Yesterday I attended my fourth year of the Peter Drucker Forum conference in Vienna, again via the live stream. The most interesting of the morning’s sessions for me was from John Hagel at Delotte’s Centre for the Edge, talking about the need to redefine work. If jobs are just about processing tasks then this can be done better my machines. Instead, work should be about identifying and addressing unseen opportunities to create more value.
Hagel mentioned one consequence of this needs to be a focus from business process reengineering to business practice design, and I’ve been reviewing some of their recent articles on this.
Their suggestion is that this offers more opportunity than business process design because much of the most important work of many organizations today is no longer routine or even predictable. When conditions and requirements shift constantly, processes fail. So we need to move beyond process.
In this environment, frontline workers could have to work together in order to address them, since an individual alone will be less likely to effectively solve an issue or develop an opportunity: “Any one individual will typically be less effective at developing and delivering creative solutions to address them than a small group working together in deep, trust-based relationships. And while informal collaboration can still be valuable, the imperative to learn faster will likely drive workers toward more sustained collaboration over time.”
Therefore, instead of processes, Deloitte recommend focusing on the work practices of frontline workgroups:
“A practice is the way work actually gets done, the activity involved in accomplishing a particular job. Practices are not typically codified. They are mostly tacit and emerge through action—for instance, there’s no learning to ride a bike except through the act of trying. Practices tend to be context-specific and are constantly evolving—much like today’s business opportunities. They can be difficult to articulate; they don’t translate into a practice manual.”
“A workgroup pulls together three to 15 people working interdependently to deliver a shared outcome that could not be achieved without all members working on it together. The members spend the significant majority of their time interacting with each other, formally and informally, on tasks that cannot be highly specified or sequenced in advance.”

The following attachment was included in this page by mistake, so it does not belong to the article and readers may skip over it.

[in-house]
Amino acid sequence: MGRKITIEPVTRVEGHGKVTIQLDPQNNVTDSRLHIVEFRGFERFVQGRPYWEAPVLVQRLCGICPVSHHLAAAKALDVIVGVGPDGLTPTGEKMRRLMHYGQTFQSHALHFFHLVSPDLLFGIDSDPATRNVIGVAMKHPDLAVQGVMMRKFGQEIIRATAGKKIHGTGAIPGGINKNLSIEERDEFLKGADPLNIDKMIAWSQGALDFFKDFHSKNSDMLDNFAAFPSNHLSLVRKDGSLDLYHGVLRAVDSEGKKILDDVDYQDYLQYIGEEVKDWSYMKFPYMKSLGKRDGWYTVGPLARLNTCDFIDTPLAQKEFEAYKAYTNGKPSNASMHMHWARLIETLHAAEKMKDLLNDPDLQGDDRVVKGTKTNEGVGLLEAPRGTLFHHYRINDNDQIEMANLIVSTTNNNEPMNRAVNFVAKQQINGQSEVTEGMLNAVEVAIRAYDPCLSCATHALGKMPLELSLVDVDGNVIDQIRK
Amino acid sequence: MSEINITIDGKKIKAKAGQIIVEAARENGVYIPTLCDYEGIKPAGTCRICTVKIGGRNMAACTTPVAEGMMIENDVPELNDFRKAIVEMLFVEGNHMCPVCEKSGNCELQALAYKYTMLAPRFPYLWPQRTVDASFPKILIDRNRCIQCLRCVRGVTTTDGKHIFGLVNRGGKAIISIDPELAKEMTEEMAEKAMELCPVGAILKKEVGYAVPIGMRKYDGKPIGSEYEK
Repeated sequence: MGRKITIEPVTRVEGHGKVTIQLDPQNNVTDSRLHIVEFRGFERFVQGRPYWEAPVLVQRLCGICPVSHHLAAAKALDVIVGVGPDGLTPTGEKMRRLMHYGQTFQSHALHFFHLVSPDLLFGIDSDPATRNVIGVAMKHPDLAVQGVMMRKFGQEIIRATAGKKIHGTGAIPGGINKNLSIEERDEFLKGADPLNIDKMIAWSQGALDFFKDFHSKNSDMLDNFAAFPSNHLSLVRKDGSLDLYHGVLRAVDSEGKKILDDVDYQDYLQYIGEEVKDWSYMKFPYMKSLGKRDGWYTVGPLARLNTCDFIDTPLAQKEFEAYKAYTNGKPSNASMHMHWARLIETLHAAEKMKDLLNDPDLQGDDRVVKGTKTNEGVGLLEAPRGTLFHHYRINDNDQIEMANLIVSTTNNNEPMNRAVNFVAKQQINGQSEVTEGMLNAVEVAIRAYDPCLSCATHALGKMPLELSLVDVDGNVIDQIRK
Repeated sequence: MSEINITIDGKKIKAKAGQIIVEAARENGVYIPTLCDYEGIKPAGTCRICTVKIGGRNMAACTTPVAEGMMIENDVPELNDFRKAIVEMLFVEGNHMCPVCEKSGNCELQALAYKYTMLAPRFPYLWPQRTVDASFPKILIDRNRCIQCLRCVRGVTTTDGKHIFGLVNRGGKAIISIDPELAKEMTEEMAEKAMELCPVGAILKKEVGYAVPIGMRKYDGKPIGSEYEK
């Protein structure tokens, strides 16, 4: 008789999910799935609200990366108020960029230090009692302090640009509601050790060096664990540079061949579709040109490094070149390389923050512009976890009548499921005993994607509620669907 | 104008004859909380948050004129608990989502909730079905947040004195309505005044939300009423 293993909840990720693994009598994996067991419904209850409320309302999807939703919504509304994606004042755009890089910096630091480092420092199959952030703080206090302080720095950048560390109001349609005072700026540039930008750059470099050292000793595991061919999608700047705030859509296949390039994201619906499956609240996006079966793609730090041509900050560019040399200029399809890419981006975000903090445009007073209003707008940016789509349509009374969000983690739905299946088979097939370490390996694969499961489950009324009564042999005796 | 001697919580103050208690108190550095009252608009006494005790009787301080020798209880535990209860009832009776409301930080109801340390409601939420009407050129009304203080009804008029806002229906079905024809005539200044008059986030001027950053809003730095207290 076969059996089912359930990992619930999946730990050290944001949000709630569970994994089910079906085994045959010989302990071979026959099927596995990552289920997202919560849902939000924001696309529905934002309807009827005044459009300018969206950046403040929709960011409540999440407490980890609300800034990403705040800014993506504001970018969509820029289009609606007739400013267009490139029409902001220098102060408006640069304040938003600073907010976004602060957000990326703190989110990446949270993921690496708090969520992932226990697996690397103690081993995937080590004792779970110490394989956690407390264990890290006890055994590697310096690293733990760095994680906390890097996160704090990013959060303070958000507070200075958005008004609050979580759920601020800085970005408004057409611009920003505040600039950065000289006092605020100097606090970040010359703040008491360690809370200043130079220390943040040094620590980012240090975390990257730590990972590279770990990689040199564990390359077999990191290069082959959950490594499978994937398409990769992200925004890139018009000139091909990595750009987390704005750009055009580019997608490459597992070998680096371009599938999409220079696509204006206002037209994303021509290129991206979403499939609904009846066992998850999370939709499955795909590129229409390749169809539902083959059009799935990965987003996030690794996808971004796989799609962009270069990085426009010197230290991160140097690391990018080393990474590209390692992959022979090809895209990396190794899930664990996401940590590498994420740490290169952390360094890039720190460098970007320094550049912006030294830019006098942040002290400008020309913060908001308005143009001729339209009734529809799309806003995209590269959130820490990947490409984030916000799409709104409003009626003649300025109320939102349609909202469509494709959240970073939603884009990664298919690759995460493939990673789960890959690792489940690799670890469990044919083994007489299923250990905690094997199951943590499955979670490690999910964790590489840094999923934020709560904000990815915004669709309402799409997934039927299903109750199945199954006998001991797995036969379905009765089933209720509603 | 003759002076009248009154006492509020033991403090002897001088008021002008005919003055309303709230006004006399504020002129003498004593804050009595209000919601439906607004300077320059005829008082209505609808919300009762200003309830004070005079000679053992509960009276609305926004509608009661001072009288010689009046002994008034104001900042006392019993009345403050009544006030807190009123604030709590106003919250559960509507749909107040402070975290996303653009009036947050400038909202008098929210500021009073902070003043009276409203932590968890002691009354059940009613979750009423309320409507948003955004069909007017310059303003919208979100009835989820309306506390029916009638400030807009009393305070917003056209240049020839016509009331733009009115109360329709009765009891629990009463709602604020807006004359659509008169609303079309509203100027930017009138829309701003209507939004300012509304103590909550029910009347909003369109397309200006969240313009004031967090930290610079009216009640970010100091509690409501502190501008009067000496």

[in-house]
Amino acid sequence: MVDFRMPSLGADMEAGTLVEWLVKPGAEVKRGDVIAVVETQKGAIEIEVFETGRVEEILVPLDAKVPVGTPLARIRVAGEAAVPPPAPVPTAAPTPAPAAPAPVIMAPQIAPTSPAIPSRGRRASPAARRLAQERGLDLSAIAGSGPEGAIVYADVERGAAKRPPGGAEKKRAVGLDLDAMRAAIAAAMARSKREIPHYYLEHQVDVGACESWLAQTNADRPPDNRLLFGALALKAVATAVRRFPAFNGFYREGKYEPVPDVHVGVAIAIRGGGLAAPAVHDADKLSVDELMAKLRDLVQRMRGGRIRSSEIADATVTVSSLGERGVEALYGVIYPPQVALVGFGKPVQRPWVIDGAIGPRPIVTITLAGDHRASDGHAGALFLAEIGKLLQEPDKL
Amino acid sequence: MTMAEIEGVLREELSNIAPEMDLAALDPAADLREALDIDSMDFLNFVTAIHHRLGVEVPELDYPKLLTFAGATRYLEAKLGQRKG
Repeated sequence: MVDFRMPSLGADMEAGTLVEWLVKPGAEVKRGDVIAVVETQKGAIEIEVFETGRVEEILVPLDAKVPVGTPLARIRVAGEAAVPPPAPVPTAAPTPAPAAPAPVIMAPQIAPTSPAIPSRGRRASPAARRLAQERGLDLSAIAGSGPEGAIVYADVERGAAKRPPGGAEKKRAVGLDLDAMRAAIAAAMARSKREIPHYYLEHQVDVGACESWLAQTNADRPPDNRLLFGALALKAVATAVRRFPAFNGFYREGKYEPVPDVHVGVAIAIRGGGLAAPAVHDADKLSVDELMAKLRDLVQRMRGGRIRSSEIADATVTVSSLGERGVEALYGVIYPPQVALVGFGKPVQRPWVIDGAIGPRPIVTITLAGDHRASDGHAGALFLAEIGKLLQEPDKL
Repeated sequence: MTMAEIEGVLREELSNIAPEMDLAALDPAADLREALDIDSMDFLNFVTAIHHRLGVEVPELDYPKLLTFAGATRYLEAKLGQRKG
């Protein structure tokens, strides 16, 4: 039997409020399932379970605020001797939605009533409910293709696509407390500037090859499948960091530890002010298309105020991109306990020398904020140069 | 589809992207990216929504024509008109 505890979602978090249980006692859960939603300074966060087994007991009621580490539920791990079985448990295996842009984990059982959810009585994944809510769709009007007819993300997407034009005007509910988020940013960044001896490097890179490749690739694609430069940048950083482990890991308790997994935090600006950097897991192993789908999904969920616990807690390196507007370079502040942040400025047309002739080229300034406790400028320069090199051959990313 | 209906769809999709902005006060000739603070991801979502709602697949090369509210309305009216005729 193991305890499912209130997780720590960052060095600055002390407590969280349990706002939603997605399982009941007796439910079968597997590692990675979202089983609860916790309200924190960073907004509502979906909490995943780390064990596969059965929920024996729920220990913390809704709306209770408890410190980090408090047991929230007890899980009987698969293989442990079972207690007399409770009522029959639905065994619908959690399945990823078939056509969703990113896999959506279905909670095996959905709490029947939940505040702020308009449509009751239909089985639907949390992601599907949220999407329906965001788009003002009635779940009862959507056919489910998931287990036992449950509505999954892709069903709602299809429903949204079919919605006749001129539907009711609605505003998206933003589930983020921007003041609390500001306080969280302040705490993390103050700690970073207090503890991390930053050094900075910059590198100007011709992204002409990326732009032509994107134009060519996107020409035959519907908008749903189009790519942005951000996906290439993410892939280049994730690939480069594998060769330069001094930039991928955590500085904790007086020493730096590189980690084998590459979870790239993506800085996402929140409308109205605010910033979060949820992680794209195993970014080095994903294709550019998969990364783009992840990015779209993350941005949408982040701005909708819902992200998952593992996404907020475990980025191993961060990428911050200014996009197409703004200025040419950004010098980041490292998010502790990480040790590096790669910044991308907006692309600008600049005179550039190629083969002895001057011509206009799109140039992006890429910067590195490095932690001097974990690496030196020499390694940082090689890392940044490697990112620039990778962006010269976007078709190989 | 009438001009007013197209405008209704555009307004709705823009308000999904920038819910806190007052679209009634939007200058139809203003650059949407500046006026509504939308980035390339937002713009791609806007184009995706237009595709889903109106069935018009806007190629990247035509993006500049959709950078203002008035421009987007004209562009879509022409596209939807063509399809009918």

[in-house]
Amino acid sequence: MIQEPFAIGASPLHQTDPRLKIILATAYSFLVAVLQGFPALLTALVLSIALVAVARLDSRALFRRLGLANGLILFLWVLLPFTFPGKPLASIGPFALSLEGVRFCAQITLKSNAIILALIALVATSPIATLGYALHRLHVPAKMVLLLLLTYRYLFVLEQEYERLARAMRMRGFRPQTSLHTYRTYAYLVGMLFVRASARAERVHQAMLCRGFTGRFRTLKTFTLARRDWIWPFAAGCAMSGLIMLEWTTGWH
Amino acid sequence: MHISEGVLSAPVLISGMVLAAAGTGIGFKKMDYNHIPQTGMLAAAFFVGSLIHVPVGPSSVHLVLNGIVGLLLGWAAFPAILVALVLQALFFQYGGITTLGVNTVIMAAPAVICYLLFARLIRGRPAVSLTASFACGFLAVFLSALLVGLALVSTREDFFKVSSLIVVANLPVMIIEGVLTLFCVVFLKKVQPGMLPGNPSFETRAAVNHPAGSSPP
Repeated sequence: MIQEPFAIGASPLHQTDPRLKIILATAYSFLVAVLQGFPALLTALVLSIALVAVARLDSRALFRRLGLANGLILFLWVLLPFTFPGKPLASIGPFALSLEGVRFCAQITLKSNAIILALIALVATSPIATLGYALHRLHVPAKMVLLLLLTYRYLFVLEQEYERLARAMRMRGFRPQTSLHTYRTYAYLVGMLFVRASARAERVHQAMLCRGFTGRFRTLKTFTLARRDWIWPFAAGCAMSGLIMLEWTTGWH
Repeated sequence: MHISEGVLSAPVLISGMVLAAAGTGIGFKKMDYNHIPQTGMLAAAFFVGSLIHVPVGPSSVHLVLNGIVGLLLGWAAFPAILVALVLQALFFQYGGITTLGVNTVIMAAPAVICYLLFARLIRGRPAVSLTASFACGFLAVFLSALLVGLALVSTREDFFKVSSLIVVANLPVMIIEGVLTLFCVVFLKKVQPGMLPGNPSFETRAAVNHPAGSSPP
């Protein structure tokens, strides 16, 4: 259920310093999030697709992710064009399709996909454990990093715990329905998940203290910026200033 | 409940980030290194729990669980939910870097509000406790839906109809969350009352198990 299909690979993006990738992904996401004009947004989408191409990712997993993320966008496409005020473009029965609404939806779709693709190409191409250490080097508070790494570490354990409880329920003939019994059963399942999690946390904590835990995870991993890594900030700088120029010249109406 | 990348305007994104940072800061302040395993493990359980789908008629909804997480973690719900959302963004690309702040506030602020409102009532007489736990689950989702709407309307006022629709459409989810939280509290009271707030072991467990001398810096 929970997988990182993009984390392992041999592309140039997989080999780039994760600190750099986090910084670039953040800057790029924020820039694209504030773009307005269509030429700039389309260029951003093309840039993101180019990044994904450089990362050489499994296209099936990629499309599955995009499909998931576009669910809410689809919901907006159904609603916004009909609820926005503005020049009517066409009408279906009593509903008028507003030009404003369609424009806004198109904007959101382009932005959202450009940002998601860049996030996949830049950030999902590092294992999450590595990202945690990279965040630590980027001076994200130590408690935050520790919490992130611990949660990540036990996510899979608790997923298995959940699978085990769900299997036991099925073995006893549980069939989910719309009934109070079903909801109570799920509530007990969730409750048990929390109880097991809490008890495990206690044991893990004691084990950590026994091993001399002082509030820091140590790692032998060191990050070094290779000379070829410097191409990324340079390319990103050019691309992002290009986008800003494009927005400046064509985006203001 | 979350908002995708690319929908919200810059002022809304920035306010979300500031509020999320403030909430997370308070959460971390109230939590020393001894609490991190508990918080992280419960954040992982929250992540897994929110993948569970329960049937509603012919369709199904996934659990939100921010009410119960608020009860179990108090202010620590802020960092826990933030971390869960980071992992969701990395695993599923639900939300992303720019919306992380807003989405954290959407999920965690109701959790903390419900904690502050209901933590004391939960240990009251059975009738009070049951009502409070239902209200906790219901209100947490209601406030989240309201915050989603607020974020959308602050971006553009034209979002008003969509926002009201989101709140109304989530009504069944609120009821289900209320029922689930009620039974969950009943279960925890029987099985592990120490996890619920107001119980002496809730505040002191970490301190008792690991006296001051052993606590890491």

Deloitte also suggest nine workgroup practices which accelerate performance improvement:
These groups aren’t the same groups as high performing teams: “The organizations that learn how to get on an accelerating performance trajectory—where they continuously develop new and better ways to deliver new value rather than becoming more efficient at delivering the same value—could be the ones that thrive in an increasingly unpredictable world, one in which a strength can rapidly turn into a vulnerability. The practices that aim to generate high performance as typically defined within an organization—delivering the results that leaders expect—are unlikely to generate accelerating performance improvement and may actually hinder it.”
Deloitte describes them as ‘edge workgroups': “frontline workgroups that are pushing the boundaries and limits of performance improvement to accelerate performance improvement while addressing unanticipated challenges or opportunities. Edge workgroups focus on their performance over time and might sacrifice short-term efficiency to achieve higher performance over time. They attract people who are committed to learning how to make more and more of an impact. Edge workgroups are characterized by deep, trust-based relationships and mutual accountability. While few are today, all frontline workgroups could eventually become edge workgroups.”